The question then arises regarding what the truth of progressive Judaism is. For example, despite their many difference in dogma, Protestants largely agree that the Christian Bible is the sole authority on issues of faith and doctrine, and that people are “saved” through faith, not works or the church. Similarly, the Karaites believe that the Oral Torah is illegitimate, the Written Torah is the only source of religious authority, and every Jew is responsible for interpreting it himself. A message of this kind is largely lacking in progressive Judaism. The closest that progressive Jews came to such a vision were Kaplan’s theory of Judaism as an evolving religious civilization and the Reform Movement’s early vision of Judaism as ethical monotheism. The vision of Judaism as a universal ethical monotheism has largely been abandoned by the Reform Movement, which has largely re-embraced the distinctiveness of Jewish culture and practice. Kaplan’s theory is the dominant theory now, but even this lacks a motivational power among the laity because it reads like a sociological thesis rather than a profound religious and moral truth.

I have argued for my understanding of the message of Humanistic (and progressive) Judaism in a previous post. My understanding of the underlying message of progressive Judaism rests on a few assumptions. First in agreement with Kaplan, Judaism is the evolving religious civilization of the Jewish people. Relatedly, the Jewish people are the source of authority in religious matters, not the Torah, Talmud, or rabbis. Second, God (if s/he exists) does not intervene in human history, and we should generally assume a naturalist worldview. For this reason, Jews should not rely on divine intervention, but rather on themselves. Third, the primary focus of Humanistic (and progressive) Judaism should therefore be ethics and social justice. Jewish culture, literature, and history should be studied both for its own sake and for the lessons they can teach, and Jewish rituals and holidays should be practiced insofar as they aid in ethical living, community building, and the fight for justice. Rather than fight a losing battle trying to legitimize our beliefs and practices through the lens of halakha and scripture, we should make this vision central to progressive Judaism. And fourth, this is a vision of truth that most progressive Jews either explicitly or implicitly agree with already.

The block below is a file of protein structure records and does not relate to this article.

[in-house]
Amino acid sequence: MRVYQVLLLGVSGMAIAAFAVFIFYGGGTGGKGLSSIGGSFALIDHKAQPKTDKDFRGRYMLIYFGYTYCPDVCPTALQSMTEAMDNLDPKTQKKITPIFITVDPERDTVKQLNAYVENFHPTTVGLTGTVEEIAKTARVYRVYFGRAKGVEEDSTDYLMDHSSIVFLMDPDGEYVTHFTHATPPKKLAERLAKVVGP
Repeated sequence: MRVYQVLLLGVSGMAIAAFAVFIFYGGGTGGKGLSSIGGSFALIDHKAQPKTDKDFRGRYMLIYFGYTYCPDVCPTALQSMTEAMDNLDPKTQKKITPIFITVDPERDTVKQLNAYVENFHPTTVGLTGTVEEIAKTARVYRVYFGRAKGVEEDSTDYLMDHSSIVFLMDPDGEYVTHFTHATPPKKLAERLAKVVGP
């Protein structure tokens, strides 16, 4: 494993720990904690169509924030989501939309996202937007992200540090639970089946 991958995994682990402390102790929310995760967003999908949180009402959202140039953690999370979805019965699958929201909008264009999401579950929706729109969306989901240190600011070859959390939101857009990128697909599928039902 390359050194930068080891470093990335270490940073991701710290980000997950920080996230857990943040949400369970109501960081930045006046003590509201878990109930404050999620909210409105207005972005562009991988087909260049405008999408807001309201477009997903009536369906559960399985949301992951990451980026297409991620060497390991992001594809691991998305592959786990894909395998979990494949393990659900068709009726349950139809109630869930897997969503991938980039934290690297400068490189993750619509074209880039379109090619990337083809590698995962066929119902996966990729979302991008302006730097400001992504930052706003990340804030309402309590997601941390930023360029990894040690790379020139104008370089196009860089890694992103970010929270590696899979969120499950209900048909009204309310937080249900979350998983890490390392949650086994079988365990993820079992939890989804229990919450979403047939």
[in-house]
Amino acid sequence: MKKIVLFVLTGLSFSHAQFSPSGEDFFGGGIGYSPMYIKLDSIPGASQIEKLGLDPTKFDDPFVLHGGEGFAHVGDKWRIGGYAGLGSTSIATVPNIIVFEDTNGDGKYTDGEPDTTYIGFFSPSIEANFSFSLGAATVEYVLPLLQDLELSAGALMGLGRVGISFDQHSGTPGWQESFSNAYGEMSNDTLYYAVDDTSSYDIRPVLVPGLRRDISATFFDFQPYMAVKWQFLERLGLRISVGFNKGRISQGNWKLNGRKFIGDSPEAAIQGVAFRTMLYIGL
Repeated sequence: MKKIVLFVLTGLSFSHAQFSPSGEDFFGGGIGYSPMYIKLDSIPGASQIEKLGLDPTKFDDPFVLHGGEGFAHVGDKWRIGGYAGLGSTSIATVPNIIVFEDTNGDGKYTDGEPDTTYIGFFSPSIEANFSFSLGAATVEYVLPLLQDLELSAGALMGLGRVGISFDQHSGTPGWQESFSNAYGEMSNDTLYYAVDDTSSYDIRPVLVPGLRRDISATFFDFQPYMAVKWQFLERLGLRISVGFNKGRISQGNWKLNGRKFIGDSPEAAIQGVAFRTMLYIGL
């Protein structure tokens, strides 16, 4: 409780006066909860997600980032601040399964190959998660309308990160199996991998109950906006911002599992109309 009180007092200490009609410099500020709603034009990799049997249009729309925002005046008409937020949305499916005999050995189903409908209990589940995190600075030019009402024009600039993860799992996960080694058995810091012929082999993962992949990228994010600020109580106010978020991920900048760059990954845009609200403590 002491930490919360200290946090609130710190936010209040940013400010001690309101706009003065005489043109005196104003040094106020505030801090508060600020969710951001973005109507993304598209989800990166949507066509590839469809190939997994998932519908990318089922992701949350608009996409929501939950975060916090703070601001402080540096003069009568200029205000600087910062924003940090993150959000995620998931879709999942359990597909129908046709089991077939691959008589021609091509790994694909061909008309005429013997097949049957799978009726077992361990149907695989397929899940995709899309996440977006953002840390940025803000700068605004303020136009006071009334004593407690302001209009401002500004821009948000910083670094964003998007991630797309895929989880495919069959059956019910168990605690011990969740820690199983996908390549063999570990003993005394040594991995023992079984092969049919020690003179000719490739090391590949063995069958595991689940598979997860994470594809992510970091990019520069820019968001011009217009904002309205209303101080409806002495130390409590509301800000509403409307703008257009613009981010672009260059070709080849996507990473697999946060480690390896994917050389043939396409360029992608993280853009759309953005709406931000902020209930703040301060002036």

If this is to be the central message of Humanistic (and progressive) Judaism, then how can it be called Judaism at all? It rejects or downplays two of the three fundamental aspects of traditional Judaism: Torah and God. This is where the assumptions come in, particularly the first. The Jewish people existed before the Torah. They are a distinct sociological group, and the religion of this group has changed through the millennia. Even the understanding of God has drastically changed among various Jewish groups over time. Linguistically, ‘Judaism’ refers to the teaching or religion of the people of Judah (the Jews). This usually means traditional Judaism or one of the progressive denominations. However, it can and should be used to refer to any religious expression of the Jewish people, including Jewish Gnosticism, the Essenes, Karaite Judaism, and Humanistic Judaism. Even early Christianity would be included in this understanding of Judaism. (Although for historical reasons, I would not include Christianity as a form of Judaism after the 1st century CE since it quickly became dominated by gentiles and began oppressing and persecuting Jews.) In this sense there are many Judaisms, not just a single “orthodox” Judaism.

In order for progressive Judaism to be seen as legitimate in its own right, rather than a watered down version of Orthodoxy, it must become committed to the vision of its own truth. This will include a radical rejection of Orthodox authority and theology and a frank acceptance of common progressive attitudes toward Judaism and Jewish culture. This expression of Jewish religious truth is deeply humanistic, democratic, and egalitarian. It is committed to ethics and social justice, and it focuses on community rather than dogma. The legitimacy of progressive and Humanistic Judaism lies in embracing this vision, not in a return to tradition.